10. #10
    Join Date
    May 2013
    Location
    NYS and Florida winters
    Posts
    13,257
    Welcome Dave from Dave..aka Pappy. Good to have you aboard.
    He who has not Christmas in his heart, will never find it under a tree.
    Roy L. Smith

  11. #11
    Join Date
    Jul 2014
    Location
    Packing For Colorado!
    Posts
    2,632
    Welcome, Dave!

    One thing I can say about Jacksonville, FL...…….it definitely isn't a retirement area. The "work traffic" here proves that. Most of our apartment complex is made up of young folks and one thing we've found out since we moved here almost 10 years ago...…….they don't like communicating with old/older folks aka Seniors. Possibly the amount of crime here is the reason. Not in our direct area, but a few different areas around here. We are friends with our next door neighbors, but only talk outside when we see them.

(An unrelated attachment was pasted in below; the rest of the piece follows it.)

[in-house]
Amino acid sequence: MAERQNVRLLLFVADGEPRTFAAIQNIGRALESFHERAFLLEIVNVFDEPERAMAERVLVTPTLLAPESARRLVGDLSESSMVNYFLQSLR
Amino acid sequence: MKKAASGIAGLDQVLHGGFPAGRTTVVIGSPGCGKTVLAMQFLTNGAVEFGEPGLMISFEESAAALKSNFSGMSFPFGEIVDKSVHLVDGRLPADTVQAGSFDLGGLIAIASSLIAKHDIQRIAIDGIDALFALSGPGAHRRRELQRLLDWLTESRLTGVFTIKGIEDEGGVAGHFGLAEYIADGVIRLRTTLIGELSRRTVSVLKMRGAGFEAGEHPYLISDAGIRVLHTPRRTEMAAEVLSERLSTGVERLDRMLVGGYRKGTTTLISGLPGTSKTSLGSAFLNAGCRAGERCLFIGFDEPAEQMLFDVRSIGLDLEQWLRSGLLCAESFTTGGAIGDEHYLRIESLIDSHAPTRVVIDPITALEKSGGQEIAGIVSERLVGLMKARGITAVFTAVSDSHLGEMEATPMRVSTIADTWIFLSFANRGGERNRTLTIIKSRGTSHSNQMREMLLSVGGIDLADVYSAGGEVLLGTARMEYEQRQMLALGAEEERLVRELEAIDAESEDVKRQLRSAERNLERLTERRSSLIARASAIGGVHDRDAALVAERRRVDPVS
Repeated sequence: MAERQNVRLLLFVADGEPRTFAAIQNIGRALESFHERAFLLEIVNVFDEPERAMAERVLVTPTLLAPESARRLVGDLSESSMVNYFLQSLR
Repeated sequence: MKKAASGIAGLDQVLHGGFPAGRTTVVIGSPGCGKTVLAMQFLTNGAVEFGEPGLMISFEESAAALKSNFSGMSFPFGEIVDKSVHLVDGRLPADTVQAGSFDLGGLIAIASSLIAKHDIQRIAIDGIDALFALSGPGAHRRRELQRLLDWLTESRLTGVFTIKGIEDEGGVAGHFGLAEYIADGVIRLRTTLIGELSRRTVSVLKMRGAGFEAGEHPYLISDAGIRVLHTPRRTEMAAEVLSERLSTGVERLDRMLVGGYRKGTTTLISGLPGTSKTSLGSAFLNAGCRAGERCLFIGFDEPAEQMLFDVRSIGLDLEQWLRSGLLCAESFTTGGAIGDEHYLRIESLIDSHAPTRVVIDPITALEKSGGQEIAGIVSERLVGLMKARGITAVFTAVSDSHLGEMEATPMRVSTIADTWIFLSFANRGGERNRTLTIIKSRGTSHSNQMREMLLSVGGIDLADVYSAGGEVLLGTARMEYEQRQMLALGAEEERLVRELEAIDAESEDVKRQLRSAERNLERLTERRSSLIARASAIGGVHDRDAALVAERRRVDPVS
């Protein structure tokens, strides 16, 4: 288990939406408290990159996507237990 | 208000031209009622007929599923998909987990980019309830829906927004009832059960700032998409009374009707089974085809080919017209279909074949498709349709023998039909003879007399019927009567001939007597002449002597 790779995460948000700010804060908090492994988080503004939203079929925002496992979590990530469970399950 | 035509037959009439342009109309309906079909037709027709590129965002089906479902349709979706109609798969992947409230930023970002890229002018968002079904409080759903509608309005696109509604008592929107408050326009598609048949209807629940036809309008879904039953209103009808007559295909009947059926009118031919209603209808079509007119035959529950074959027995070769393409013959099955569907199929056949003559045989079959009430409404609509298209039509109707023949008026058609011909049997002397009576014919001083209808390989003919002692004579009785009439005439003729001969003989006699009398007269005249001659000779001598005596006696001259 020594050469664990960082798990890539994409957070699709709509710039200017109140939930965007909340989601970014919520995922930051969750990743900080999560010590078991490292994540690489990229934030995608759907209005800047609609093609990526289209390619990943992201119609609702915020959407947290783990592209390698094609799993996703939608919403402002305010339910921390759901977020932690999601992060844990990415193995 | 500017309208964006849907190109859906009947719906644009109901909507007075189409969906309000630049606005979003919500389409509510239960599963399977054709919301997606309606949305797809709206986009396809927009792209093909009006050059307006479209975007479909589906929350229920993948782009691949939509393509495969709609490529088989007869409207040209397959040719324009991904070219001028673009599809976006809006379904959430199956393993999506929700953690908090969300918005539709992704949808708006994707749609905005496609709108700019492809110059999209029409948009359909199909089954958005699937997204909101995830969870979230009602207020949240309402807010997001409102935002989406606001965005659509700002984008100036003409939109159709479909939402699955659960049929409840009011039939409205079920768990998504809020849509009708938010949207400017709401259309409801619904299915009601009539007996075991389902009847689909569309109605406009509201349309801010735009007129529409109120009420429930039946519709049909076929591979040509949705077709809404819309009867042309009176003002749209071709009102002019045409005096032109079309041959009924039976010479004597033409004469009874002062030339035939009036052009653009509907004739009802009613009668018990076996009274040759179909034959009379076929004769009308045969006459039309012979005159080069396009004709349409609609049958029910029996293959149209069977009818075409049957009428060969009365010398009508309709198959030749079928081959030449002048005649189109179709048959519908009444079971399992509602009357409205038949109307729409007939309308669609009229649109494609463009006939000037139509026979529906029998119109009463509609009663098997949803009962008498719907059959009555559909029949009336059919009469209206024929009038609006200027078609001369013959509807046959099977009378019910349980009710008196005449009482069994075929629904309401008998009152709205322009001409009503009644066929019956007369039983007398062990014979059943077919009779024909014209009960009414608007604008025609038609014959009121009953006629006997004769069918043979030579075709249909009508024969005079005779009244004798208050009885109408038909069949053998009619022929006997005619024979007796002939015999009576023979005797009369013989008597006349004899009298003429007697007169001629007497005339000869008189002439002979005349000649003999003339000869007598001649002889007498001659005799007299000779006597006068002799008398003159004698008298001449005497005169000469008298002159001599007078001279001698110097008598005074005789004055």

So, what are we going to do about it...…...move! Yep, after almost 10 years here, we are planning on moving back to a "friendly" northern Colorado. Yep, there is a winter there, with cold-to-freezing temps and snow, but "Old Man Winter" comes with the area.

    As for myself, I like talking to folks who come from my Generation, as in "Baby Boomers" and older, who completely understand the things I'm talking about. The younger generation has no idea what it was like before computers and iPhones. Have no idea what it was like to drive a vehicle with standard brakes and steering. And, on and on.
    Love Rocky Mountain And Yellowstone National Parks